2) Aplomado Falcon--adult perched on weed stalks at Laguna Atascosa.
  3) Whooping Crane--15-20 individuals on our boat ride. Great looks.
  4) Ferruginous Pygmy-Owl--one with a House Sparrow in its talons at El Canelo.
  5) Barn Owl--flushed one from a palm tree, also at El Canelo.
  6) Rose-throated Becard--nice looks at a male and female at Sabal Palm.
  7) Roseate Spoonbill--many good views throughout the tour.
  8) Green Jay--dozens of fantastic views throughout the tour.
  9) Mountain Plover--four distant birds in a field near Sinton. We worked for these birds.
10) Gray-crowned Yellowthroat--scope views of the singing bird at Sabal Palm.

Additional sightings of interest included several Atlantic Bottlenose Dolphins, a group of five Coyotes, numerous Nine-banded Armadillos and several Wild Pigs at Aransas NWR, and a pair of fast-moving Black-tailed Jackrabbits at Falcon Dam. We saw feral Nilghi (Indian antelope) and some sort of foreign introduced male sheep at El Canelo Ranch. There was a single American Alligator at Aransas and a family of two dozen young with their mother at Laguna Atascosa.


WINTER BIRDS of SOUTH TEXAS
4-15 February 2005
Trip Report by Bob Schutsky, Tour Leader

Our group of Pennsylvania birders gathered in Corpus Christi late in the afternoon. We had time for one stop, a large pond in Ingleside, with lots of snags and cattails. The four Fulvous Whistling-Ducks would be the only ones for the entire tour. We found our first Vermilion Flycatcher and Couch's Kingbird, and our first of many Least Grebes. We would see at least 40 of these diminutive water birds during the next ten days.

The next day we boarded the Wharf Cat for our boat ride into Aransas Bay in search of the endangered Whooping Crane. We saw at least 20, often in family groups of 2 adults and 1 young. There are now more than 200 individuals in the Aransas area, the highest number in many decades. The shallow bay waters are very productive, with Common Loons, Common Goldeneye, Roseate Spoonbills, our first White-tailed Hawks and Crested Caracaras, and our only Yellow-crowned Night-Herons. Our afternoon visit to Aransas NWR produced an American Alligator, numerous Nine-banded Armadillos, and a nice variety of waterfowl.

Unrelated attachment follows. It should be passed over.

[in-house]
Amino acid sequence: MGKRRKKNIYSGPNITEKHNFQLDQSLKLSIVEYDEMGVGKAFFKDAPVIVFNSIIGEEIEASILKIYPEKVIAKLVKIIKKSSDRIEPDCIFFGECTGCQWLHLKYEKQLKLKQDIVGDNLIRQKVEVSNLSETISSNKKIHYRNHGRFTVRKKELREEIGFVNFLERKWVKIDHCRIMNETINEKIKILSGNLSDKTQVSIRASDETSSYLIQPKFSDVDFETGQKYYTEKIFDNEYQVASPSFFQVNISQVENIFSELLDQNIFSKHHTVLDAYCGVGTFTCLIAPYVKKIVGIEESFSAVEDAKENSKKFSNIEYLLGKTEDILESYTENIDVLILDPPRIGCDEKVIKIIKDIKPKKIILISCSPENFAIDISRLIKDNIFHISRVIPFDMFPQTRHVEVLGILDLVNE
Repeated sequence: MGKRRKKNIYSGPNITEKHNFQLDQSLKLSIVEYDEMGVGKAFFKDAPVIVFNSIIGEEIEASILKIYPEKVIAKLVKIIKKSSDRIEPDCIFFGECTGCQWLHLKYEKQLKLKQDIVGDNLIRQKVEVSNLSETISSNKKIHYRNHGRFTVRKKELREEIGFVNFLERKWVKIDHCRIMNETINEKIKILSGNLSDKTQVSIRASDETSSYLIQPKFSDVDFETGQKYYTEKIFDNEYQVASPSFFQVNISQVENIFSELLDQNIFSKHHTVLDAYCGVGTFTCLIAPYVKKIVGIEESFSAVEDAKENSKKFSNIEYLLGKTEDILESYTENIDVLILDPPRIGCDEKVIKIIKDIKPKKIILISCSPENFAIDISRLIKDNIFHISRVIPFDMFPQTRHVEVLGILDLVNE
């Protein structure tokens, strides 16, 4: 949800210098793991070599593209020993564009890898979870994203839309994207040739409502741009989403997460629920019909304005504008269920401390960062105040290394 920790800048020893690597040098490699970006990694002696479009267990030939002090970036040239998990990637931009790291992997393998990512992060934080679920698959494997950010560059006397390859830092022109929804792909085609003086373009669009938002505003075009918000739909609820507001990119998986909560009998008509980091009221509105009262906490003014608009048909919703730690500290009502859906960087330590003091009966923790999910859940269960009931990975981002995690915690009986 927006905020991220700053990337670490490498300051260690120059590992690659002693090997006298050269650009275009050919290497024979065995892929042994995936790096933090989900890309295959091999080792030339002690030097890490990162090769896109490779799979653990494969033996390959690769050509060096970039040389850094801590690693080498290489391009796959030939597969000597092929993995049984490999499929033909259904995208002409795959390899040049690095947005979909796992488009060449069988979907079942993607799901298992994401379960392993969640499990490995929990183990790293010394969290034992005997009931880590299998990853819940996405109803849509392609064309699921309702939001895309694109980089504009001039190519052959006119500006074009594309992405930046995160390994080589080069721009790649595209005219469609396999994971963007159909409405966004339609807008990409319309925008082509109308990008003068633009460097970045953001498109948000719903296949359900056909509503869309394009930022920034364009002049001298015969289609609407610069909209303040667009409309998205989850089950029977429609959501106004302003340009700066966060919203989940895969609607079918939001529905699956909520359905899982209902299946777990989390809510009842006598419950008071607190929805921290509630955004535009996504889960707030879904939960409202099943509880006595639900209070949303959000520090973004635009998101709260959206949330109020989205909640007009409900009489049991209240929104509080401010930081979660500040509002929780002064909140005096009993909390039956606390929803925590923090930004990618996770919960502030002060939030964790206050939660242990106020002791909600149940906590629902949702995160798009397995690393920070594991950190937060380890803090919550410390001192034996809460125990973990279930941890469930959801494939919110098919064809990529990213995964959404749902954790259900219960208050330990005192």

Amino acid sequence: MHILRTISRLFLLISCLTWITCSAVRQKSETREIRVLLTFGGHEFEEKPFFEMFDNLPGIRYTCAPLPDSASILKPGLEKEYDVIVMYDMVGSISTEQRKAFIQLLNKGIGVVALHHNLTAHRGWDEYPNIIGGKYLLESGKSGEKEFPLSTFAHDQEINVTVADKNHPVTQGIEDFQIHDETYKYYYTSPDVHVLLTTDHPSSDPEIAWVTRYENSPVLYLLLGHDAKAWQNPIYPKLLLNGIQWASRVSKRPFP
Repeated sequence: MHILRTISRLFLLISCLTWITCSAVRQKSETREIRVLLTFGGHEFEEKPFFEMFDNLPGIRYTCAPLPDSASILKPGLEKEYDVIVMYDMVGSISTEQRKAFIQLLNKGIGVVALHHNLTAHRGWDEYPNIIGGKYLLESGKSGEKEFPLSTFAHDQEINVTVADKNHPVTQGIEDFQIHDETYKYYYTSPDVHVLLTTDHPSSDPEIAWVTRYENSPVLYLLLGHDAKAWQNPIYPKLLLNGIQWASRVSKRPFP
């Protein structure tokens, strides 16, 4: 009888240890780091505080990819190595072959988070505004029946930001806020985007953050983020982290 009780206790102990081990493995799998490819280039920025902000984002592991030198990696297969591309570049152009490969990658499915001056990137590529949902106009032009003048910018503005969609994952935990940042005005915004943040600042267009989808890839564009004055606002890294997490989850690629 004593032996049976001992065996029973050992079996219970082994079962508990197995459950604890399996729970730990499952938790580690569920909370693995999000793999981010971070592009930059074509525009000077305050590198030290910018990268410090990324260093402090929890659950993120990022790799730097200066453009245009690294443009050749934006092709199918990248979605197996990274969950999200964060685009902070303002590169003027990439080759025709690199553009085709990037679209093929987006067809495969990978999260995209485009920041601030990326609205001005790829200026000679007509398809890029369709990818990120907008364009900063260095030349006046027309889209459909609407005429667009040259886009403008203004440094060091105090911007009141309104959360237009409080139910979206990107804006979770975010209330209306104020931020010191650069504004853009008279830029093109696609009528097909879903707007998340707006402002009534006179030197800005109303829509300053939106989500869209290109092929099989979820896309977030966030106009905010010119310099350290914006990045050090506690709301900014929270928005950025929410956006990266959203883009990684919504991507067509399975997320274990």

The next day we had planned to bird the Rockport/Corpus Christi region, then slowly work our way to Brownsville on the Mexican border. But the forecast was for heavy rain, and there were some birds that we really wanted to see at the Frontera Audubon Sanctuary in Weslaco. We arrived late in the morning and, within an hour, we had found a male Crimson-collared Grosbeak (a Mexican endemic), a male Elegant Trogon, White-throated Robin, Summer Tanager, and many additional species. We were certainly glad that we had changed our itinerary. After a casual picnic and another walk around the refuge, we drove to Brownsville to watch the Super Bowl. Our Pennsylvania crew was rooting for the Eagles, but the Patriots emerged victorious. Regardless of the victor, the pizza, chicken wings, and Mexican beer were excellent.